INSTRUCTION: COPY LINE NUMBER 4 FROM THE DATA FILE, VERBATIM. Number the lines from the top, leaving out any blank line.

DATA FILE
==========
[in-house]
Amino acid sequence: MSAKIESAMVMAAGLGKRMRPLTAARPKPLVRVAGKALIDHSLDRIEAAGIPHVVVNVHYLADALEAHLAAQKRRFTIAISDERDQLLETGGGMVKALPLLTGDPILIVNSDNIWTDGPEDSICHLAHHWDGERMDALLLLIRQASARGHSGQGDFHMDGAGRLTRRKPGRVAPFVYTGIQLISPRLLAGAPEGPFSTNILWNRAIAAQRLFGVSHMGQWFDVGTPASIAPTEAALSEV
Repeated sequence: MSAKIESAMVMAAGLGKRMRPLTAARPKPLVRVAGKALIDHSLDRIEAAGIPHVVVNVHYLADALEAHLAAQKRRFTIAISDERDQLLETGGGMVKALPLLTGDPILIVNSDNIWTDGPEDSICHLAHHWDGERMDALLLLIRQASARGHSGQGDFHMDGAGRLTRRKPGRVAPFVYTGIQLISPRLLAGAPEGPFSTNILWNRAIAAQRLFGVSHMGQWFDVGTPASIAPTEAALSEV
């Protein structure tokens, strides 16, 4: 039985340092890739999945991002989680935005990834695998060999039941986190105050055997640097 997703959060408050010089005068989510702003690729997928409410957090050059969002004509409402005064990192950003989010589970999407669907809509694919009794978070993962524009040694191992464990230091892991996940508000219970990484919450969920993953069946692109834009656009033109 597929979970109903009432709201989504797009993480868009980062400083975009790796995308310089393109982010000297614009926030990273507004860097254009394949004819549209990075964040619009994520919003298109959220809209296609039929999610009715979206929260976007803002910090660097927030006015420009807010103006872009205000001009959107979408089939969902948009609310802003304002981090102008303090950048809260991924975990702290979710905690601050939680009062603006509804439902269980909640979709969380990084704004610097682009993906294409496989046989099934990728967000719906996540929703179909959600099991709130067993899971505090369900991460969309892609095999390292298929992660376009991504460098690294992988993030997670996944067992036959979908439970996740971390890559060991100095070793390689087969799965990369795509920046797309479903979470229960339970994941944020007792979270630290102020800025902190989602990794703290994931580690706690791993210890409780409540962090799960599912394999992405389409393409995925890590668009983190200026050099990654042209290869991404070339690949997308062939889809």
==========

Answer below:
């Protein structure tokens, strides 16, 4: 039985340092890739999945991002989680935005990834695998060999039941986190105050055997640097 997703959060408050010089005068989510702003690729997928409410957090050059969002004509409402005064990192950003989010589970999407669907809509694919009794978070993962524009040694191992464990230091892991996940508000219970990484919450969920993953069946692109834009656009033109 597929979970109903009432709201989504797009993480868009980062400083975009790796995308310089393109982010000297614009926030990273507004860097254009394949004819549209990075964040619009994520919003298109959220809209296609039929999610009715979206929260976007803002910090660097927030006015420009807010103006872009205000001009959107979408089939969902948009609310802003304002981090102008303090950048809260991924975990702290979710905690601050939680009062603006509804439902269980909640979709969380990084704004610097682009993906294409496989046989099934990728967000719906996540929703179909959600099991709130067993899971505090369900991460969309892609095999390292298929992660376009991504460098690294992988993030997670996944067992036959979908439970996740971390890559060991100095070793390689087969799965990369795509920046797309479903979470229960339970994941944020007792979270630290102020800025902190989602990794703290994931580690706690791993210890409780409540962090799960599912394999992405389409393409995925890590668009983190200026050099990654042209290869991404070339690949997308062939889809």